Take no revenge and cherish no grudge against any of your people.
You shall love your neighbor as yourself.”

And so, Luke 10 and Leviticus 19 give us the definitions we need:

  1. From Luke 10’s parable of the good Samaritan, we learn that our “neighbor” is anyone we encounter in our lives, even strangers, who find themselves in foul circumstances through no fault of their own.
  2. From the parable of the good Samaritan, we learn that to “love our neighbor” means to treat those who are in need “with mercy,” that is, with kindness and compassion, and to provide assistance.
  3. But the “neighbor” in the parable of the good Samaritan was a man who fell victim to robbers through no fault of his own. What about people who find themselves in foul circumstances through their own fault? This is where “love your enemies” comes in.
  4. Our “enemies,” therefore, differ from our “neighbors” in that “enemies” are those who knowingly do wrong.
  5. That, in turn, implies that, unlike our neighbors, we are not to treat our enemies — those who knowingly do wrong — with mercy, kindness, compassion, and assistance.
  6. But we must still “love our enemies”. So how are we to love our enemies? As Leviticus 19:17-18 instructs, to love our enemies means that:
    1. We “rebuke” them: Rebuke is defined as “to criticize sharply“.
    2. We bear no hatred for them in our hearts.
    3. We do not seek revenge: Revenge is not the same as to mete out justice — revenge is defined as retaliation in kind or degree; to mete out justice is defined as “the maintenance or administration of what is just especially by the impartial adjustment of conflicting claims or the assignment of merited rewards or punishments”. (Just is defined as “morally upright or good”.) Unlike the impartial meting out of justice, “revenge” has an emotional component, which is where “hatred” comes in.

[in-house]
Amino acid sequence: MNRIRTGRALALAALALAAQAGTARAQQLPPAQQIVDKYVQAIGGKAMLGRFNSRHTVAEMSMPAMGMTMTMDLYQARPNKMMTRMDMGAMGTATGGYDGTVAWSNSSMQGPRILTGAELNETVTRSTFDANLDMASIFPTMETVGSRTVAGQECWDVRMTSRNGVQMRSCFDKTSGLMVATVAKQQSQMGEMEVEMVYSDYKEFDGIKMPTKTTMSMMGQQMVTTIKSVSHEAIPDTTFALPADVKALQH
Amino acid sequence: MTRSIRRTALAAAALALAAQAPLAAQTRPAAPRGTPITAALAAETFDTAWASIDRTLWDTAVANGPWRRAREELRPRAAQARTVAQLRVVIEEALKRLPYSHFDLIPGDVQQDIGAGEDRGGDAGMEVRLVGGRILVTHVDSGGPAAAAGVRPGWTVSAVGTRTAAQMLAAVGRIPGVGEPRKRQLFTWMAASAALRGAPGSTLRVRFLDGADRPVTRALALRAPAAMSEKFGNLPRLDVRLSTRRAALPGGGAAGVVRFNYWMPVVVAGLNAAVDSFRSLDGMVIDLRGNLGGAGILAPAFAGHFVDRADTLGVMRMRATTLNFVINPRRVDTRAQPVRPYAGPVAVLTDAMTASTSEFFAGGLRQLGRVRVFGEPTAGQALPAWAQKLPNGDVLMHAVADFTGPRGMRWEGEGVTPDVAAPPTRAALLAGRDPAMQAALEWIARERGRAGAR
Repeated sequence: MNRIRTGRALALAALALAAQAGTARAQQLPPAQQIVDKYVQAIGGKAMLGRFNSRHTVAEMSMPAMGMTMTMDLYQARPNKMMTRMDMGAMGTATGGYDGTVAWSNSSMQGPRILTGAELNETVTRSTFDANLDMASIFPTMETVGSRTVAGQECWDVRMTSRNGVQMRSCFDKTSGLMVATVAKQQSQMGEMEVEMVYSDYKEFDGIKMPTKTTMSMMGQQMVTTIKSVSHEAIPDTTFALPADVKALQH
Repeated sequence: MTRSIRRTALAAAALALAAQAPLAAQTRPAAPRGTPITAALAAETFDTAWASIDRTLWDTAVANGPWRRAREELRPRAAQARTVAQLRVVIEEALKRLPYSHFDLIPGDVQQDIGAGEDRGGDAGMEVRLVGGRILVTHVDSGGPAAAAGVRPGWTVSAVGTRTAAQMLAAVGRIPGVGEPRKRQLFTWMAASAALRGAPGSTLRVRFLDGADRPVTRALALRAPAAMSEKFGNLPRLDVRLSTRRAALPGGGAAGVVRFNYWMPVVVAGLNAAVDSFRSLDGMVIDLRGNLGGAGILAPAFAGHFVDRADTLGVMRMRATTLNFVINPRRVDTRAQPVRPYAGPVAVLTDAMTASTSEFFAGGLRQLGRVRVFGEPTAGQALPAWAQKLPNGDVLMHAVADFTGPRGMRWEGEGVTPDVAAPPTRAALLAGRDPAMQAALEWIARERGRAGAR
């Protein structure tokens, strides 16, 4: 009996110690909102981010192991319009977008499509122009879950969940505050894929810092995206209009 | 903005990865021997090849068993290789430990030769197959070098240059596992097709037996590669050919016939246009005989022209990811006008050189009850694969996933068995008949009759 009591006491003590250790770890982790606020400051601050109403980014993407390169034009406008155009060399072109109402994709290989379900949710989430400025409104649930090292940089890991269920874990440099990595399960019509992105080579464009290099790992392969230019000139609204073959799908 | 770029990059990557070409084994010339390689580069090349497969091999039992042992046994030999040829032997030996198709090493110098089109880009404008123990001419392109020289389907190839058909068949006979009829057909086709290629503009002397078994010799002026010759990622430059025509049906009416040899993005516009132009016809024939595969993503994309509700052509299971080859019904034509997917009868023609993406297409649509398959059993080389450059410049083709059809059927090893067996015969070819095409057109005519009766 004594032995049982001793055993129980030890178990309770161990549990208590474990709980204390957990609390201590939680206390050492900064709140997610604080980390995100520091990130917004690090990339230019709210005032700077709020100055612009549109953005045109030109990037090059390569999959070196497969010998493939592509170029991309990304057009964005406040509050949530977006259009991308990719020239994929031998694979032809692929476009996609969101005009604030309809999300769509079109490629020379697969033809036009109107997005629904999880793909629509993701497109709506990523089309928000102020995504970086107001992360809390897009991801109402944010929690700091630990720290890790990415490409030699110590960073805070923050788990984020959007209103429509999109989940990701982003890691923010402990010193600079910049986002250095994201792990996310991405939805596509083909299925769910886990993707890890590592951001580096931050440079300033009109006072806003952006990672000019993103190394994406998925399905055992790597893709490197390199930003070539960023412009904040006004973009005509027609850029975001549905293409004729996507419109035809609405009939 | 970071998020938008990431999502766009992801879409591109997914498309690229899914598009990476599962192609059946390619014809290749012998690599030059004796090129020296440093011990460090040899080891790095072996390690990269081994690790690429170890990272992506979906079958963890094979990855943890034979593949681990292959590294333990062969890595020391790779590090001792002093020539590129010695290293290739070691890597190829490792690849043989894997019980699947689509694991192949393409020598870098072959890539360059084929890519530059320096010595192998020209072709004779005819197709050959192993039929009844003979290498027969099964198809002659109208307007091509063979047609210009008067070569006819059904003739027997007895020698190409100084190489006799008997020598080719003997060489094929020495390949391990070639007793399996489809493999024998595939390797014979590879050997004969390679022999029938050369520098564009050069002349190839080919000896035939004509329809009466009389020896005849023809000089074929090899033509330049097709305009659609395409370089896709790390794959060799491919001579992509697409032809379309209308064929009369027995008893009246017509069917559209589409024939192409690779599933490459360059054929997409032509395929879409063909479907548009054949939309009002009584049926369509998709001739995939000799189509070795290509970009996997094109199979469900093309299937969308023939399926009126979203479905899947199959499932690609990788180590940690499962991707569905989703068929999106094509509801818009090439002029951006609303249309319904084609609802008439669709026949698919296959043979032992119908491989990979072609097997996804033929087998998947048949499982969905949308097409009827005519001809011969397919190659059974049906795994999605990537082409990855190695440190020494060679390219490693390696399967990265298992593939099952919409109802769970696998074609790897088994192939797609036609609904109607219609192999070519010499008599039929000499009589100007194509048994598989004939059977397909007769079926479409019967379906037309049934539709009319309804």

4. We do not bear a grudge: Once justice is rendered, we let it go.
    5. We pray for them — that they repent and return to God.

Recognizing the above definitions, to “love” our “neighbors” and our “enemies” is a task that is neither simple nor easy. When we falter, just remember this:
Jesus loves us this much
Offered in humility and love,
~Eowyn

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Sunday Devotional: Loving your neighbor as yourself

We are all familiar with what our Lord Jesus the Christ has instructed us about the Greatest Commandment of All.

In Matthew 22:36-39, a Pharisee asked Jesus, “Master, which is the greatest commandment of the Law?”

Jesus said to him, “You must love the Lord your God with all your heart, with all your soul, and with all your mind. This is the greatest and the first commandment. The second resembles it: You must love your neighbor as yourself.”

Nearly 11 years ago, I returned to the Catholic Church after many years away. I was never bitter or angry; I simply lost my faith. That loss was prompted in no small part by my naïve belief in a charismatic philosophy professor in junior college who proclaimed — mistakenly — that the discovery of the Dead Sea Scrolls had “proven” the non-divinity of Jesus.

It is only in retrospect that I realize my journey home had taken some 10 years, beginning at a time when I wasn’t even aware of it.

It is also in retrospect that I realize that my journey home began with my soul: I became conscious of my gravest sin, followed by remorse.